Let’s get to it:
DAVID SLEZAK FROM JAMISON, PA: L.J. Fort got a great deal of playing time at the end of the 2018 season, and from my 10,000-foot view, he looked decent. Do you think we will bring him back since he has some experience, good coverage skills, and special teams ability? He seems to be a solid reserve.
ANSWER: L.J. Fort can become an unrestricted free agent, and as the 2018 season unfolded he established himself as the best option at the hybrid inside linebacker position on the Steelers roster. That said, the Steelers have to do better there than Fort, who is, as you describe, a valuable part of the roster because he has some experience, some coverage skills, he’s smart, and he can help out on special teams. A team that ends up contending for a championship needs players on its roster like Fort, but I don’t see him as a full-time starter at that position on a contending team. He is more of a complementary piece, which is why it wouldn’t be a bad idea to re-sign him if it can be done for a reasonable amount, and then use a premium draft pick on a player who will beat him out for a starting job.
MARTIN STERN FROM SAN DIEGO, CA: Our 1974 draft class is widely considered the best ever in football because of the four men who became Hall of Famers. But who else was drafted by the Steelers that year? Anyone who became a major player with our team? By the way, wasn't Donnie Shell a walk-on with the team that year?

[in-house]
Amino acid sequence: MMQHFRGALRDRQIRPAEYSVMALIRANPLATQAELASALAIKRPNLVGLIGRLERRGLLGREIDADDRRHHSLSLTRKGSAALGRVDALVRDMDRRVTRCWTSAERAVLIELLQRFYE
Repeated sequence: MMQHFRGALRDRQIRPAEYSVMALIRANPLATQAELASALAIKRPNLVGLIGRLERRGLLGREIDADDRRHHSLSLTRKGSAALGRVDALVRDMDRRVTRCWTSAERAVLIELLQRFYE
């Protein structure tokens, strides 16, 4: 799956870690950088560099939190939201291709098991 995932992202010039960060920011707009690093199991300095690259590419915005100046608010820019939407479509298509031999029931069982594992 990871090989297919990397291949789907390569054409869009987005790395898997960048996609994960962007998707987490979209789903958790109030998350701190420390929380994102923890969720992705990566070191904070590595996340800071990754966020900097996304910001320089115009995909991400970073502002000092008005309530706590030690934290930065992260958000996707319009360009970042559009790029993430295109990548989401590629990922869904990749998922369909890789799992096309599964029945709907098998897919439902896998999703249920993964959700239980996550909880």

ANSWER: With their first five picks in the 1974 NFL Draft, the Steelers selected – in order – Lynn Swann, Jack Lambert, John Stallworth, Jim Allen, and Mike Webster. The Steelers had no pick in the third round – that having been traded to Oakland before the 1973 season in exchange for veteran defensive lineman Tom Keating, and they had two picks in the fourth round as a result of a previous trade with the Chicago Bears. Besides the four Hall of Fame players, the Steelers made 17 other picks in that 1974 draft – drafts were made up of 17 rounds at that time – and only four of those other picks even made the team in 1974: Allen, a cornerback from UCLA, played in 14 games in 1974 mostly on special teams; both of the team’s picks in the sixth round – defensive end Jim Wolf and guard Rick Druschel – made the roster; and 9b pick Charles Davis, an offensive tackle, made it. There were two players who made the team in 1974 as undrafted rookies, not walk-ons, which is a term used in college football – Donnie Shell and tight end Randy Grossman – and both of them went on to be a part of four Super Bowl championship teams.